2013: superstition or promise?
For I know the plans I have for you . . . plans to prosper you and not to harm you, plans to give you hope and a future. – Jeremiah 29:11 (NIV)
The fear of the number 13 is so pervasive that it even has a phobia named after it: triskaidekaphobia. Based on this phobia, airlines typically do not have a 13th row and most tall buildings do not have a 13th floor. People the world over have a strange, often unexplained phobia which is associated with this number.
Post-colonial societies which have had a history of slavery have, or so it seems, imposed a cultural and almost racial ring to the number in their reference to notions like Black Friday if it falls on the 13th of the month (en.wikipedia.org/wiki/Triskaidekaphobia).
We are also aware of other fears which have nothing to do with this number. For example, if a black cat runs across your path either while you are walking or driving, those who are prone to superstitious tendencies get bothered. Black cats were believed to be “witches in disguise”, writes Richard Webster in the reference work: The Encyclopedia Of Superstitions.
Opening an umbrella in a room is supposed to invite evil spirits or “duppies”. If you want to meet the devil, be at a crossroads at the stroke of midnight. So from time immemorial superstition has always been part of man’s existence.
Thirteen is regarded as an unlucky number in many cultures. One view holds that 13 is a reflection of the human fear of the unknown, since it is the first number that cannot be enumerated using our ten fingers and two feet. Due to this fear, in some countries, some avenues do not contain a house number 13 for similar superstitious reasons.
The fairer sex among us might be keen to know that the number 13 is unlucky because it is the number of full moons in a year. Women living in a natural environment tend to have their period during a full moon. A woman typically has 13 periods in a year.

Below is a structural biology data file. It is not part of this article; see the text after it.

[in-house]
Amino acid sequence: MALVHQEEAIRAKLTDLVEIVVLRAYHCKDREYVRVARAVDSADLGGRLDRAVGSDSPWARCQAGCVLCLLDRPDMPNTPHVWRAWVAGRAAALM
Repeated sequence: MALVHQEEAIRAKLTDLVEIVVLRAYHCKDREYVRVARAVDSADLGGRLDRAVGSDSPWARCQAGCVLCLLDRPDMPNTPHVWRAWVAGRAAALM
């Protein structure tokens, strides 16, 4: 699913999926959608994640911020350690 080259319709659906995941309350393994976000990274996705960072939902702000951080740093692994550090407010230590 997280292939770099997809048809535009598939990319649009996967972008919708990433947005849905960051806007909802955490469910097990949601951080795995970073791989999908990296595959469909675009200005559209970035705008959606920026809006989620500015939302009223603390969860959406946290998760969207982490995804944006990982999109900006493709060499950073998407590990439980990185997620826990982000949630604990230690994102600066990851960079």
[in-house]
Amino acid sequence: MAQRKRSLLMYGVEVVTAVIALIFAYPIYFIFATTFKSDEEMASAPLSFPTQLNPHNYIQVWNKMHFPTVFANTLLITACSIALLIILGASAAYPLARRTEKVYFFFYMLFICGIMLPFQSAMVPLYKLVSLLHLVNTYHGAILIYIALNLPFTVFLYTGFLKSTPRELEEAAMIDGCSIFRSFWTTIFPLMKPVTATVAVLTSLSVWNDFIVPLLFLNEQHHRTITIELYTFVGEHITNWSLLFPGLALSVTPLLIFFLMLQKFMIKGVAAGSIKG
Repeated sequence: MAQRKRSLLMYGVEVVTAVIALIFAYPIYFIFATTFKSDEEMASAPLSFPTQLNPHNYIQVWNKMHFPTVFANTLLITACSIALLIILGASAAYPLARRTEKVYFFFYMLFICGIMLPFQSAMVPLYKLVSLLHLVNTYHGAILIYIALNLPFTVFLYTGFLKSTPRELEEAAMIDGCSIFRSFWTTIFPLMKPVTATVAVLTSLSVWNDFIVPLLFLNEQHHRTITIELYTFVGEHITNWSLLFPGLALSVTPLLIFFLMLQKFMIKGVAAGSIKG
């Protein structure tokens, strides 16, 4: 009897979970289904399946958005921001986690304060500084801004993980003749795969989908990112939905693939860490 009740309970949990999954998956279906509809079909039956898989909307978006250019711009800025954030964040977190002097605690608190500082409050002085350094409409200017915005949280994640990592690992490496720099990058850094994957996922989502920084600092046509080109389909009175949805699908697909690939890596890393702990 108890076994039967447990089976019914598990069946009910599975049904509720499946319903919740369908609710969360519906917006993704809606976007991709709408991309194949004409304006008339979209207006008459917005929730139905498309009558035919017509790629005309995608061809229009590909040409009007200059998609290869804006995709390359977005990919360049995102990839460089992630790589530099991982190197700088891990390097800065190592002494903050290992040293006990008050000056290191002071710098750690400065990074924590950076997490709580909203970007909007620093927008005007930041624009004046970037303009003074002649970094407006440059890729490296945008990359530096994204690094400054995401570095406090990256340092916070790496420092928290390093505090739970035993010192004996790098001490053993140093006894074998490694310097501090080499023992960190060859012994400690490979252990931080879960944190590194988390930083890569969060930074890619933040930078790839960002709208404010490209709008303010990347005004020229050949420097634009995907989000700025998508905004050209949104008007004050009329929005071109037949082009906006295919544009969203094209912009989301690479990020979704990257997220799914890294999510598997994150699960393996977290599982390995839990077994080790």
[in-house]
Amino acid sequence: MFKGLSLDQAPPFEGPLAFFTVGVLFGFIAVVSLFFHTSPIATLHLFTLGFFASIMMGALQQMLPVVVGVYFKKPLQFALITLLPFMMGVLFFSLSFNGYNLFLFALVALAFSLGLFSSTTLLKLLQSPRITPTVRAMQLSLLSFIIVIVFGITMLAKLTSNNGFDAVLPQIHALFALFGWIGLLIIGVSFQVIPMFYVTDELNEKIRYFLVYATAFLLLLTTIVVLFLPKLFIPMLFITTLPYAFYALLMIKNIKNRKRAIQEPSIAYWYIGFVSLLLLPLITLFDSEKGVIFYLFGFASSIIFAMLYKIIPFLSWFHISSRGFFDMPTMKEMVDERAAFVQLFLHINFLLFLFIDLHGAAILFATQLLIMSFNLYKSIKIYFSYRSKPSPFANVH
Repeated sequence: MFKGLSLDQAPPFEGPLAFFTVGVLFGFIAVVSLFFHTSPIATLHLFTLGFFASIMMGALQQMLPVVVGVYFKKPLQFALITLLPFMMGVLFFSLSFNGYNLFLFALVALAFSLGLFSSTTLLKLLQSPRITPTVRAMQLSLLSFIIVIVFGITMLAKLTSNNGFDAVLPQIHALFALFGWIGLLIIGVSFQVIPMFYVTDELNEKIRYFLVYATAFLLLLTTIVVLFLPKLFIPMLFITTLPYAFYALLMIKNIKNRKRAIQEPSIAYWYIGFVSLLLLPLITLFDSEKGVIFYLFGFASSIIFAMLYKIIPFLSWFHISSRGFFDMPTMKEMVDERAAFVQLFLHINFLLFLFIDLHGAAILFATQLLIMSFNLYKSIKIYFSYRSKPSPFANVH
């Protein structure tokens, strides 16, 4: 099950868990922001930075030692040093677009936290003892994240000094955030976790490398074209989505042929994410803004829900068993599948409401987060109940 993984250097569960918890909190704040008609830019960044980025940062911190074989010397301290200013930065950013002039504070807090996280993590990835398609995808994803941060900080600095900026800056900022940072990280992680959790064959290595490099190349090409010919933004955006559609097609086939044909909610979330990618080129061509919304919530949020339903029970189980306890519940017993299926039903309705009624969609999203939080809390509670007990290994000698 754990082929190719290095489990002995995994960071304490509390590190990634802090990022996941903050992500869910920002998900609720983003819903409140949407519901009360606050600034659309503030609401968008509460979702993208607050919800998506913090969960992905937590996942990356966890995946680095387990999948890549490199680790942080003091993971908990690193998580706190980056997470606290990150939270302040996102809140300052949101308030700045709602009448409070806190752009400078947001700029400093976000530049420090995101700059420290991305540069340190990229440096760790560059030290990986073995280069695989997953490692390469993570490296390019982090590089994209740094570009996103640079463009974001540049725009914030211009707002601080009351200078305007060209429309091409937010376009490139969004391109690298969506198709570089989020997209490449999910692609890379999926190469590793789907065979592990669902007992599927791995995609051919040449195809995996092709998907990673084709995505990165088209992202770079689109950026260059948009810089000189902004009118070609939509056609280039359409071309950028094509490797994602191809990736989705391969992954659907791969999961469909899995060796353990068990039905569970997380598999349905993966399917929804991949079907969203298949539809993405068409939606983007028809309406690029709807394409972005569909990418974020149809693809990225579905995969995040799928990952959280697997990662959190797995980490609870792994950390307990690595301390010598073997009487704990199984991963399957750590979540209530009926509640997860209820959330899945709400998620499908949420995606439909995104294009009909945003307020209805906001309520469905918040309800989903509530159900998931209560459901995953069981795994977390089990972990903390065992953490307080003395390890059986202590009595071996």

In the past, a woman who bled during a full moon was seen as a witch. The fear of women’s connection to the moon, as well as the association of the full moon with mental disorders is, according to this theory, responsible for the number being seen as bad luck and as being connected to supernatural forces (http://www.answers.com/topic/thirteen).
The Egyptians were the first to develop a superstition for the number 13, but for them it brought good luck. They believed that there were 12 steps on the ladder to eternal life and knowledge and to take the 13th step meant going through death into everlasting life. Thirteen, for the Egyptians, was associated with immortality.
Barbados is primarily a Christian society. At the centre of Christianity is faith. As we begin this new year 2013, let us assert that by God’s grace there is absolutely nothing fearful, uncertain or superstitious about the year. As Christians, in spite of what the various professionals predict, we must go forward in faith, knowing that God is in control. In Hebrews 11:1 faith is defined as “the substance of things hoped for, the evidence of things not seen” (NKJ).
Faith is not mere human hope, it is based on the Word of God alone. As Christians we often say, “I am hoping for the best”. Based on our faith we should be saying: “I have prayed and I am believing God for the best . . . .” (http://www.the gloryland.com).
We find it so easy to trust in the natural laws such as gravity and inertia and assume that they will work the same every day. If the universe was unpredictable and untrustworthy, chaos would reign and life as we know it would be impossible.
We trust other human beings. We trust our surgeon, our spouse, our pilot and so on. However, faith in God is supernatural – a gift from God. As Christians then it should be very easy for us to trust God and believe that He will work things out in our favour.
In Jeremiah 29:11, the Lord declares: “For I know the plans I have for you, plans to prosper you and not to harm you, plans to give you hope and a future.” (NIV) As we begin the year 2013, we must rebuke any notion of superstition, doubt or uncertainty and exercise our faith in ways that will stun the world and lift up God and His sustaining power and grace.
The year 2013 has absolutely nothing to do with witches or superstition but it has everything to do with promise, hope and an acknowledgement that an omnipotent God is in charge.
• Matthew D. Farley is a secondary school principal, chairman of the National Forum on Education, and a social commentator. Email [email protected]